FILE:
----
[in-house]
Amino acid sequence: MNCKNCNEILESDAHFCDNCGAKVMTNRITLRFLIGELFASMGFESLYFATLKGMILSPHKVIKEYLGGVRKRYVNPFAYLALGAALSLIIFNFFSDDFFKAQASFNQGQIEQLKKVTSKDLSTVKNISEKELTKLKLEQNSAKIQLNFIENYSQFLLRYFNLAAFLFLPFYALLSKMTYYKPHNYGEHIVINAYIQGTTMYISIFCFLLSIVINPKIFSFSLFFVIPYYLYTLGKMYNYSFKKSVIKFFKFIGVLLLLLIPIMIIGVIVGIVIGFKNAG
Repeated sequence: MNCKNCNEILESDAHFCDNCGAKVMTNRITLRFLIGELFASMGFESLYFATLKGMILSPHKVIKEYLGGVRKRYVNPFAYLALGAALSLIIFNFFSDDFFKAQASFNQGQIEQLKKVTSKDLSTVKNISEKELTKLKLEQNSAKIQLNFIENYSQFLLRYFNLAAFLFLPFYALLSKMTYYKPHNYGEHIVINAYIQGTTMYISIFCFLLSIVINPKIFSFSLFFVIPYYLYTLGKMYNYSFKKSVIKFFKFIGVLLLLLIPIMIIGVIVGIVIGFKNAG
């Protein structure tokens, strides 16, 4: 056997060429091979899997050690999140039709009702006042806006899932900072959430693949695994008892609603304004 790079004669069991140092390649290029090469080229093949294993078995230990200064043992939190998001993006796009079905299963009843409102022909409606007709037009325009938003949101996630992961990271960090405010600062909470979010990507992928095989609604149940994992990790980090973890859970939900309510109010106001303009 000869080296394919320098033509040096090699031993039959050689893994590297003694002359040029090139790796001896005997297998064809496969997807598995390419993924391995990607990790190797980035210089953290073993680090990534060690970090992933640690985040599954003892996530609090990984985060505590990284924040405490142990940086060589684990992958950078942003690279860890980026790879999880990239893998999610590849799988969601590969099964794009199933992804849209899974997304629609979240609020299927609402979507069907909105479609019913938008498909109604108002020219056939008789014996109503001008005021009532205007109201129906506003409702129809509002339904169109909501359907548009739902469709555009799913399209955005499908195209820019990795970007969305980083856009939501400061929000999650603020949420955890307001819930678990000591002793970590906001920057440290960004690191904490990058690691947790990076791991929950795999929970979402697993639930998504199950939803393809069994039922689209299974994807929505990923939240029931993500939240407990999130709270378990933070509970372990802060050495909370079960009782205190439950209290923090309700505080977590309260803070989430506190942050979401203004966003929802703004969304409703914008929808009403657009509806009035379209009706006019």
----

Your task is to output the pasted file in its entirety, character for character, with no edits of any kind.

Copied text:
[in-house]
Amino acid sequence: MNCKNCNEILESDAHFCDNCGAKVMTNRITLRFLIGELFASMGFESLYFATLKGMILSPHKVIKEYLGGVRKRYVNPFAYLALGAALSLIIFNFFSDDFFKAQASFNQGQIEQLKKVTSKDLSTVKNISEKELTKLKLEQNSAKIQLNFIENYSQFLLRYFNLAAFLFLPFYALLSKMTYYKPHNYGEHIVINAYIQGTTMYISIFCFLLSIVINPKIFSFSLFFVIPYYLYTLGKMYNYSFKKSVIKFFKFIGVLLLLLIPIMIIGVIVGIVIGFKNAG
Repeated sequence: MNCKNCNEILESDAHFCDNCGAKVMTNRITLRFLIGELFASMGFESLYFATLKGMILSPHKVIKEYLGGVRKRYVNPFAYLALGAALSLIIFNFFSDDFFKAQASFNQGQIEQLKKVTSKDLSTVKNISEKELTKLKLEQNSAKIQLNFIENYSQFLLRYFNLAAFLFLPFYALLSKMTYYKPHNYGEHIVINAYIQGTTMYISIFCFLLSIVINPKIFSFSLFFVIPYYLYTLGKMYNYSFKKSVIKFFKFIGVLLLLLIPIMIIGVIVGIVIGFKNAG
């Protein structure tokens, strides 16, 4: 056997060429091979899997050690999140039709009702006042806006899932900072959430693949695994008892609603304004 790079004669069991140092390649290029090469080229093949294993078995230990200064043992939190998001993006796009079905299963009843409102022909409606007709037009325009938003949101996630992961990271960090405010600062909470979010990507992928095989609604149940994992990790980090973890859970939900309510109010106001303009 000869080296394919320098033509040096090699031993039959050689893994590297003694002359040029090139790796001896005997297998064809496969997807598995390419993924391995990607990790190797980035210089953290073993680090990534060690970090992933640690985040599954003892996530609090990984985060505590990284924040405490142990940086060589684990992958950078942003690279860890980026790879999880990239893998999610590849799988969601590969099964794009199933992804849209899974997304629609979240609020299927609402979507069907909105479609019913938008498909109604108002020219056939008789014996109503001008005021009532205007109201129906506003409702129809509002339904169109909501359907548009739902469709555009799913399209955005499908195209820019990795970007969305980083856009939501400061929000999650603020949420955890307001819930678990000591002793970590906001920057440290960004690191904490990058690691947790990076791991929950795999929970979402697993639930998504199950939803393809069994039922689209299974994807929505990923939240029931993500939240407990999130709270378990933070509970372990802060050495909370079960009782205190439950209290923090309700505080977590309260803070989430506190942050979401203004966003929802703004969304409703914008929808009403657009509806009035379209009706006019």